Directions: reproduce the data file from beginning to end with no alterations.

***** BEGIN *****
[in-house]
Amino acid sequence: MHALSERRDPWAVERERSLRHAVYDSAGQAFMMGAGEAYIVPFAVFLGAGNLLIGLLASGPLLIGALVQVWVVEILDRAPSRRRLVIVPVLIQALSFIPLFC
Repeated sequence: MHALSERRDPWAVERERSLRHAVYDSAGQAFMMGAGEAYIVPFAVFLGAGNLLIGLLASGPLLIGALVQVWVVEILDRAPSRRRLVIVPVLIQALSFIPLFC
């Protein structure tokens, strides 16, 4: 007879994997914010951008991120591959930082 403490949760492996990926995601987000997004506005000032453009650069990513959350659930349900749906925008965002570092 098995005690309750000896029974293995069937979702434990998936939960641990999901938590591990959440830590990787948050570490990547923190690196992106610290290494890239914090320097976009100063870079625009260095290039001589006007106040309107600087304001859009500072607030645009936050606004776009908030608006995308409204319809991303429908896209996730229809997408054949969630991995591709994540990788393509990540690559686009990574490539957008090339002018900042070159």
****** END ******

[in-house]
Amino acid sequence: MHALSERRDPWAVERERSLRHAVYDSAGQAFMMGAGEAYIVPFAVFLGAGNLLIGLLASGPLLIGALVQVWVVEILDRAPSRRRLVIVPVLIQALSFIPLFC
Repeated sequence: MHALSERRDPWAVERERSLRHAVYDSAGQAFMMGAGEAYIVPFAVFLGAGNLLIGLLASGPLLIGALVQVWVVEILDRAPSRRRLVIVPVLIQALSFIPLFC
């Protein structure tokens, strides 16, 4: 007879994997914010951008991120591959930082 403490949760492996990926995601987000997004506005000032453009650069990513959350659930349900749906925008965002570092 098995005690309750000896029974293995069937979702434990998936939960641990999901938590591990959440830590990787948050570490990547923190690196992106610290290494890239914090320097976009100063870079625009260095290039001589006007106040309107600087304001859009500072607030645009936050606004776009908030608006995308409204319809991303429908896209996730229809997408054949969630991995591709994540990788393509990540690559686009990574490539957008090339002018900042070159």